Ruth Kenworthy Bergeron retired from the law department at Schenectady (N.Y.) City Hall in February 1997. She now works part-time at a local law firm, doing estate work and some litigation. She still loves to quilt and garden and now has more time to travel. Recent trips have included visits to Turkey, Israel, and Britain.
Dell Petke LaBorde is retired and living in Macon, Ga. Her son, daughter, and grandson live nearby.
From the March / April 1998 Issue
Art Butler Jr. and his wife, Edna, spend summers on Lake Champlain in the Adirondacks and winters in Punta Gorda, Fla. Art is active in church and civic activities, and is serving as newsletter editor and president of the Golden Agers. "We're both busy volunteers at Westport Theatre, a local summer stock theater. We attend about thirty plays and musicals a year. It can't be fifty years coming up in 1999," Art adds. "Like Jack Benny, I'm staying at age 39. So far my health is great."
Martin Miller's daughter, Pamela B. Miller '80, received her doctorate in human development and psychology from Harvard in June. A licensed clinical social worker, she received her M.S.W. from the University of Chicago.
Clarence H. Soderberg Jr. ’49, of East Greenwich, R.I.; May 15. While at Brown his education was interrupted by service during World War II. He attended Tufts Medical School and completed his internship and surgical residency at Rhode Island Hospital. In 1959, he began his private surgical practice at Rhode Island Hospital, and by 1960 he became a board certified specialist. One of his proudest accomplishments was being part of the team that performed the first open heart surgery in Rhode Island. Later he became the chief of Rhode Island Hospital’s second surgical service and also taught at Brown’s Warren Alpert Medical School, where he was a clinical associate professor and recipient of the Medicine Emeriti Award for outstanding service to medical education. He was active in national and international clinical research groups and he wrote/cowrote more than 30 papers published in surgical journals. He was chief of the Cancer and Acute Leukemia Study Group at Rhode Island Hospital, served as the secretary and treasurer of the Rhode Island Chapter of the American College of Surgeons, and was on the Executive Committee of the New England Cancer Society. He retired in 1995 and began oil and watercolor painting, eventually becoming an exhibiting/artist member of the Providence Art Club. He was also an active leader in Rhode Island Freemasonry, was medical director of the Palestine Temple Shriners, a member of the Board of Governors at the Shriner’s Children’s Hospital and a Knight Commander of the Temple. He enjoyed playing tennis at the Warwick Heights Tennis Club, going to the beach at The Dunes Club, going to the movies, and having a Bombay Sapphire martini every evening at 6:30 p.m. He is survived by three children and their spouses, and five grandchildren.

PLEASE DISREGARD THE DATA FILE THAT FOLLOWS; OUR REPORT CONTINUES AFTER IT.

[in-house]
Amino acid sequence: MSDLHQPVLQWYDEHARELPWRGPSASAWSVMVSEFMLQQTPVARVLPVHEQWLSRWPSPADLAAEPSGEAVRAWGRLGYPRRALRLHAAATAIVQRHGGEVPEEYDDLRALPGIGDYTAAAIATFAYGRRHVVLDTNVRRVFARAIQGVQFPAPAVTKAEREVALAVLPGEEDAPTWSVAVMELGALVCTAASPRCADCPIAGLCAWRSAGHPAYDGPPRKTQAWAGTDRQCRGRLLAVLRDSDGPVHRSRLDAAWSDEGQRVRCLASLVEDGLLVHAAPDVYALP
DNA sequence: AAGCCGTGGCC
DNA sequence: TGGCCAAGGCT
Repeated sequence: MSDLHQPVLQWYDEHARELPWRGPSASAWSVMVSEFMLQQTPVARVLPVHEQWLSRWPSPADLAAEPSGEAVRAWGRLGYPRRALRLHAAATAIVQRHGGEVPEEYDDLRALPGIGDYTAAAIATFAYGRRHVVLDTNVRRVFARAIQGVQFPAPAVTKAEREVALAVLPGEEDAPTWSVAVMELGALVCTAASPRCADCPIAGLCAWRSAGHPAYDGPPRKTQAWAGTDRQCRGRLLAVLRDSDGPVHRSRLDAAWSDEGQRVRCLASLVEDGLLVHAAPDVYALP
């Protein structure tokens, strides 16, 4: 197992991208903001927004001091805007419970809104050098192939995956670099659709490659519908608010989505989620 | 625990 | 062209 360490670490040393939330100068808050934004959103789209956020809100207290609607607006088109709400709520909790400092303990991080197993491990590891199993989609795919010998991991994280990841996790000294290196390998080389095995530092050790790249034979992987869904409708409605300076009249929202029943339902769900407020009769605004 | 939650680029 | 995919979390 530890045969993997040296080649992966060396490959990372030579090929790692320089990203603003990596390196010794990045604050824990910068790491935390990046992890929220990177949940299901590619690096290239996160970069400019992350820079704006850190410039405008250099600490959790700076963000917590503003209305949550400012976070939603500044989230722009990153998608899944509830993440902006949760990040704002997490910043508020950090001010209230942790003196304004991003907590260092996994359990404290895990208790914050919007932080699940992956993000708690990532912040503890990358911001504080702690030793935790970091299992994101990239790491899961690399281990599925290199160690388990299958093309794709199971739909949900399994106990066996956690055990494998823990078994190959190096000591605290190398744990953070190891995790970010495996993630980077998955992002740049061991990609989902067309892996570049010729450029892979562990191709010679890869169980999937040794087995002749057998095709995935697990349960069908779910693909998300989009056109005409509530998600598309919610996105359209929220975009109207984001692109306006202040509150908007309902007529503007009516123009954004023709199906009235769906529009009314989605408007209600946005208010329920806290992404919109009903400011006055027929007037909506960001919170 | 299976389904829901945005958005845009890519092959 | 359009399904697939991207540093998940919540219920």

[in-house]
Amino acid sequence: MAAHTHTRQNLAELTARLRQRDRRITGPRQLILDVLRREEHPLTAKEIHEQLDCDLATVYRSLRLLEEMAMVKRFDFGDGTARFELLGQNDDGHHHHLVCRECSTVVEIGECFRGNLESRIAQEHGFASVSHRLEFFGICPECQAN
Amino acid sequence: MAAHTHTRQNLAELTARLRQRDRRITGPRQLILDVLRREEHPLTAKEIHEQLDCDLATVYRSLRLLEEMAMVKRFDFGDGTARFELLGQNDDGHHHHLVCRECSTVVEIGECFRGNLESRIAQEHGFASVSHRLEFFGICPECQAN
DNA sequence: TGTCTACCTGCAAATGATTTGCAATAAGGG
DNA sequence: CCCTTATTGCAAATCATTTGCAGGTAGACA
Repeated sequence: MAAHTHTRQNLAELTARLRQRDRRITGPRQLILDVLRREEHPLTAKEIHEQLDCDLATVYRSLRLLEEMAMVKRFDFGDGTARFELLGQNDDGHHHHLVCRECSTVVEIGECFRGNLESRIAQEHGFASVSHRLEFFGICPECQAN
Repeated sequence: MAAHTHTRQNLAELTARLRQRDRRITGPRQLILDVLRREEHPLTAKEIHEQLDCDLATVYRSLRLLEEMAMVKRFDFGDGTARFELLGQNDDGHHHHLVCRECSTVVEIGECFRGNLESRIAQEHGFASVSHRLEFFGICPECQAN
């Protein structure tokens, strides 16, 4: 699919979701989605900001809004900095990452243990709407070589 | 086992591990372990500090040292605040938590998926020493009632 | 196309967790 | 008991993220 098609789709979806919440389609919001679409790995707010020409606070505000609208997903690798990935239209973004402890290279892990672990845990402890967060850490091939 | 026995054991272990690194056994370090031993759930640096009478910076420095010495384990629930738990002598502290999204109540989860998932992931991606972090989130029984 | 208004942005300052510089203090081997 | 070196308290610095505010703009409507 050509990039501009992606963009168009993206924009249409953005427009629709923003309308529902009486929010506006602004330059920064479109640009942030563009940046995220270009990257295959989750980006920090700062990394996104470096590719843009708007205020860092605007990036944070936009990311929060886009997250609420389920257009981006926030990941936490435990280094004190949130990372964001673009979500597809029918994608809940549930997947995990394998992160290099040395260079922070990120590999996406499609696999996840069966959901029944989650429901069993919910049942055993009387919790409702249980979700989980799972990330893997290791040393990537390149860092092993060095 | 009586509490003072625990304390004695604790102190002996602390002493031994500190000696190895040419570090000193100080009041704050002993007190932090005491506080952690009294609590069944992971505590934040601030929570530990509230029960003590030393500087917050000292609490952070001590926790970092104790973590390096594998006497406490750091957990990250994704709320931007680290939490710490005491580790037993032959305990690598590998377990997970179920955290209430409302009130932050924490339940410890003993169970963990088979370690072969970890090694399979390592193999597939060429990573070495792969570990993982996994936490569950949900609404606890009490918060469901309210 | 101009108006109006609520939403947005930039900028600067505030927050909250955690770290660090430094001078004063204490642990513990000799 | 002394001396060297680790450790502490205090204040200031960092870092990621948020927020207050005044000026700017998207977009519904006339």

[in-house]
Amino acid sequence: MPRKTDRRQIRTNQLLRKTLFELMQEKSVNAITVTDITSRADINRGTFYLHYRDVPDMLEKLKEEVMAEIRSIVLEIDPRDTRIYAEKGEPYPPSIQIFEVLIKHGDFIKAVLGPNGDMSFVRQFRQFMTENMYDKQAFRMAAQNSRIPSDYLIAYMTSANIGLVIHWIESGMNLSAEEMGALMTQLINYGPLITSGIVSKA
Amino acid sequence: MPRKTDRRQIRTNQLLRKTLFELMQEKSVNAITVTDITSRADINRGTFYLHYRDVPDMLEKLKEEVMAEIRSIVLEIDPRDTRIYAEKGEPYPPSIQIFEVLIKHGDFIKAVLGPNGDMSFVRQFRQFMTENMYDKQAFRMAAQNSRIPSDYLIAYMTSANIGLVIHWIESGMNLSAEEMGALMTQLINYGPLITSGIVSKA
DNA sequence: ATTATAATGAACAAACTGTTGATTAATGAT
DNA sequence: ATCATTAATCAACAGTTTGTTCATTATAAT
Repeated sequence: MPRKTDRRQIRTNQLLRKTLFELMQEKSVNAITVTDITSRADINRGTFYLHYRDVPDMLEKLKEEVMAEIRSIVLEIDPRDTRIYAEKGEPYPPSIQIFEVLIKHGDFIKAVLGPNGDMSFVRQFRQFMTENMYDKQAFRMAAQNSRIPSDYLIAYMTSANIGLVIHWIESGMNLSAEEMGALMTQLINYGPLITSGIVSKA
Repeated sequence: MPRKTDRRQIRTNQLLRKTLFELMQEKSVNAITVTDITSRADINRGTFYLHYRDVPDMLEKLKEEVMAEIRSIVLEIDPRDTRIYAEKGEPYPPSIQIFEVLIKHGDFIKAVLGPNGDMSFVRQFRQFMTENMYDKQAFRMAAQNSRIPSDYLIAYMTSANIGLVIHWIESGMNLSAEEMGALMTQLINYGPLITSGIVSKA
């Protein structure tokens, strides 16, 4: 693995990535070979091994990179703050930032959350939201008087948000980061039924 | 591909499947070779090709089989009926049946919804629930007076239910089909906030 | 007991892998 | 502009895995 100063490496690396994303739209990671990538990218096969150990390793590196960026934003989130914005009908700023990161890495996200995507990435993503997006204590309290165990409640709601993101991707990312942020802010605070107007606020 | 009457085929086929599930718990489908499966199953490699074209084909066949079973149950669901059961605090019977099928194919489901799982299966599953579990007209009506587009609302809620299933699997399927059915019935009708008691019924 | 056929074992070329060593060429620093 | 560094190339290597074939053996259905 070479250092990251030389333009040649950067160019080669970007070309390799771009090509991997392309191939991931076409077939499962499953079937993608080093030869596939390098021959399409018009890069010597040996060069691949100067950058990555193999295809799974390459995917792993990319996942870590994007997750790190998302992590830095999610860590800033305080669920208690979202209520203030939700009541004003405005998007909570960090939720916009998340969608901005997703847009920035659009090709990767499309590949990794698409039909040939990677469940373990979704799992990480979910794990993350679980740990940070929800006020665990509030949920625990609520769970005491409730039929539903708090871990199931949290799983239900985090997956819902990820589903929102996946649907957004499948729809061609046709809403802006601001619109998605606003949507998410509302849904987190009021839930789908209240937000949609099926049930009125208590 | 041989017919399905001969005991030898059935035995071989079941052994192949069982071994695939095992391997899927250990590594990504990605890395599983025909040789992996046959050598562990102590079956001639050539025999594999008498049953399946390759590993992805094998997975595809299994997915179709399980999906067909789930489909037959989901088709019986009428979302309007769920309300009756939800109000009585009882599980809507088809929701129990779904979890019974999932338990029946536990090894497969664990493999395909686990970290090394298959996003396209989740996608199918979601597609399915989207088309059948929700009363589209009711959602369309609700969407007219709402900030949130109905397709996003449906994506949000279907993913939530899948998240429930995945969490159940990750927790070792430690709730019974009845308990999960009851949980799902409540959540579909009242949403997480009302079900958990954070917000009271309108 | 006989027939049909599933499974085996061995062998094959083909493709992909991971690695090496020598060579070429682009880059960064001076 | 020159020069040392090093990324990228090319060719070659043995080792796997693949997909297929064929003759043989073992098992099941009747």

Adele Goodman Pickar ’49, of Santa Rosa, Calif., formerly of Albany, N.Y.; Feb. 18. While at Brown, she met her future husband, Irving Pickar ’43, and after marrying and settling in Albany they started raising a family. In 2000, they moved to Santa Rosa and enjoyed six years there together before Irving’s passing. She was known for her ability to connect with all people. She is survived by four sons and daughters-in-law, including Joel ’73, Daniel ’78, and Andrew ’81 and his wife, Judith Levine ’80; eight grandchildren; a great-granddaughter; and many nieces and nephews.
Theodore F. Low ’49, of Providence, R.I.; Mar. 13. He was the former president of the Sims Corporation and worked in alternative energy for the Widmer Ernst Company and Blount Energy before retiring from his own company, TFL and Associates. He was a state representative from 1966 to 1976. He served during World War II and the Korean War, as well as in the R.I. Army National Guard. He was the recipient of the Bronze Star. Low was instrumental in the development and construction of the Korean War Monument in Providence and he was appointed Rhode Island Civilian Aide to the Secretary of the Army from 2005 to 2017. He was a member of the University Club of Rhode Island and enjoyed sailing, swimming, and football. He is survived by his wife, Kay; two daughters, including Sara B. Low ’83; a son-in-law; a sister; and nieces and nephews.
Ralph F. Gossler ’49, of Seekonk, Mass.; Mar. 5. He was the founder of American Trophy in East Providence, R.I., a family business still operating. During high school he was an elite swimmer and by his senior year at Pawtucket High School he ranked first in the nation. He defended his national freestyle record and, in doing so, set a new national record for a long course pool, a record held at Pawtucket High School for 27 years. After the war, he resumed his education at Brown and set a New England intercollegiate record in the sprint events. In 1984, he was inducted into the Rhode Island Aquatic Hall of Fame. After college he began designing and casting trophies out of post-war scrap metal in the basement of the house he grew up in and his wife, Virginia Gately Gossler ’50—whom he met at Brown and who predeceased him—made hand-engraved plates for the trophies. American Trophy grew through the years, headquarted in a building in East Providence, and they ran it for 48 years before selling it to their son and son-in-law. Ralph continued to stay involved part-time in the business but also enjoyed riding his bike 20 miles each day, writing, and painting. At the time of his death he was completing a memoir, and some of his artwork had been shown in a Warren (R.I.) gallery. He is survived by a daughter and son-in-law, and a son and daughter-in-law.